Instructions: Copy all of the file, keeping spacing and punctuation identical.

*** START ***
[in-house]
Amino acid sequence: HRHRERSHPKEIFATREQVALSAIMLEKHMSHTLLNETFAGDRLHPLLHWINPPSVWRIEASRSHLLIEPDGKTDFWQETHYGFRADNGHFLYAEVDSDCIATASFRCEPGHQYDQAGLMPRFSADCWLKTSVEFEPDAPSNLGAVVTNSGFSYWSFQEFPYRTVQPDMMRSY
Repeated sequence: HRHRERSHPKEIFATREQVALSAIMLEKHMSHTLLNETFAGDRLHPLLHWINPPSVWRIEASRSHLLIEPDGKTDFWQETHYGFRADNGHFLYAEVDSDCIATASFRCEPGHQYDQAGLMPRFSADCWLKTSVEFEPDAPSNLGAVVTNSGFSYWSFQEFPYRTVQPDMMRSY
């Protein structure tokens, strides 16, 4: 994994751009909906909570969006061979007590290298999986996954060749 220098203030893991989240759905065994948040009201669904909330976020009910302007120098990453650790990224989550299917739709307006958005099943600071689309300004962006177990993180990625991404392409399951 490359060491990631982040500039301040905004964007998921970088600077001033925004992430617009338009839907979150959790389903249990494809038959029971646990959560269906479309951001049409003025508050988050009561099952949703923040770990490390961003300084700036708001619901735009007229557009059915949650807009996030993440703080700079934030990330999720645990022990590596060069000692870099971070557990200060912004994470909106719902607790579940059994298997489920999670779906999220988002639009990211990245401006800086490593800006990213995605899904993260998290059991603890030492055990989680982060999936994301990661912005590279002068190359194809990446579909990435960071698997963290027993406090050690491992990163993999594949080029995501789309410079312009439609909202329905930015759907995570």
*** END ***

[in-house]
Amino acid sequence: HRHRERSHPKEIFATREQVALSAIMLEKHMSHTLLNETFAGDRLHPLLHWINPPSVWRIEASRSHLLIEPDGKTDFWQETHYGFRADNGHFLYAEVDSDCIATASFRCEPGHQYDQAGLMPRFSADCWLKTSVEFEPDAPSNLGAVVTNSGFSYWSFQEFPYRTVQPDMMRSY
Repeated sequence: HRHRERSHPKEIFATREQVALSAIMLEKHMSHTLLNETFAGDRLHPLLHWINPPSVWRIEASRSHLLIEPDGKTDFWQETHYGFRADNGHFLYAEVDSDCIATASFRCEPGHQYDQAGLMPRFSADCWLKTSVEFEPDAPSNLGAVVTNSGFSYWSFQEFPYRTVQPDMMRSY
């Protein structure tokens, strides 16, 4: 994994751009909906909570969006061979007590290298999986996954060749 220098203030893991989240759905065994948040009201669904909330976020009910302007120098990453650790990224989550299917739709307006958005099943600071689309300004962006177990993180990625991404392409399951 490359060491990631982040500039301040905004964007998921970088600077001033925004992430617009338009839907979150959790389903249990494809038959029971646990959560269906479309951001049409003025508050988050009561099952949703923040770990490390961003300084700036708001619901735009007229557009059915949650807009996030993440703080700079934030990330999720645990022990590596060069000692870099971070557990200060912004994470909106719902607790579940059994298997489920999670779906999220988002639009990211990245401006800086490593800006990213995605899904993260998290059991603890030492055990989680982060999936994301990661912005590279002068190359194809990446579909990435960071698997963290027993406090050690491992990163993999594949080029995501789309410079312009439609909202329905930015759907995570």